7. #132
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    Regarding the part of this discussion about gaining access to existing, official trails, is it official trails that have been closed to bikes in the past 10 years that you're trying to regain access to, or are we talking about gaining access to trails that were closed in the 80's or early 90's (possibly with no due process) when mt. biking became popular?

    In the greater Sacramento/foothills region, I believe we're talking about the latter as I can't think of any official trail that used to be bike-legal being closed to bikes around here, but I've only been here 13 years. While GPS tracking websites do make me nervous about how State Parks could interpret/use the info, I'm in the camp that thinks the gps data could ultimately be a benefit in gaining access to trails that bikes were booted off when mt. biking was new, if properly studied.

    There are some short, connector trails around here that aren't bike legal which Strava shows have been ridden well over 1,000 times in the past 2 years (which doesn't include all those that aren't using Strava). Now if State Parks can take a look at actual use, cross check with how many incidents of accidents or complaints that have come from this trail or that trail, and surmise that there really isn't a problem with bikes on this or that section, perhaps re-designating it/them as multi-use under the forthcoming PIER deal will be relatively easy. I could be wrong, but the scenario is possible in my mind.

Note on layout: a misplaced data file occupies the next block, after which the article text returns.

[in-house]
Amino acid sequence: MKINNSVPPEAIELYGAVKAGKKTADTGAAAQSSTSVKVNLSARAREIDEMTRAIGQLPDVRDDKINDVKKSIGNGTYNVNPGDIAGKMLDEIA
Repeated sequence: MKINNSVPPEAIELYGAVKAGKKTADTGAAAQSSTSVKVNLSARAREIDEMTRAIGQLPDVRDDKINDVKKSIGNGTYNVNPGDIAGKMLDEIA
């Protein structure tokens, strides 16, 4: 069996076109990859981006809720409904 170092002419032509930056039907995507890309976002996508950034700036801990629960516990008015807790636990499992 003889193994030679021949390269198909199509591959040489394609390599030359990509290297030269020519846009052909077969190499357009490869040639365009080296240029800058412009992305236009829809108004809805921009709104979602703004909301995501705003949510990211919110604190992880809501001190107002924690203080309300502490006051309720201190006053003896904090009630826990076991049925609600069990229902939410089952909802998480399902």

If Strava disappeared tomorrow, another company would replace it. People leaving easily accessible digital tracks of their riding is not going to go away. Ever. Rather than bemoan the idjits that can't help but post this stuff, figure out a way to use it to your advantage? As for the idjits that expose your secret stash, you have every right to do what you can to get them to delete/hide their tracks... it just takes a little work.

  8. #133
    NedwannaB
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    Empty, when can we expect you to run for Office of some sorts relating to this topic? I'll stuff the ballot box from way down here in Son Cty.

    Btw, when's the next FLEA?
    Wait,who did he tell you that?....

  9. #134
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    I think folks are referring to two pretty different varieties of riding of "unsanctioned" trails here.

    1) Secret trails. From the 1st page of thread: "This is a mountain bike only trail built by a mountain biker and was being kept low key. Then some jack hole made a segment." Not clear what type of land this was on; might have been private property for all anyone knows. I don't really have an opinion on putting this type of thing on strava. Don't really know the details.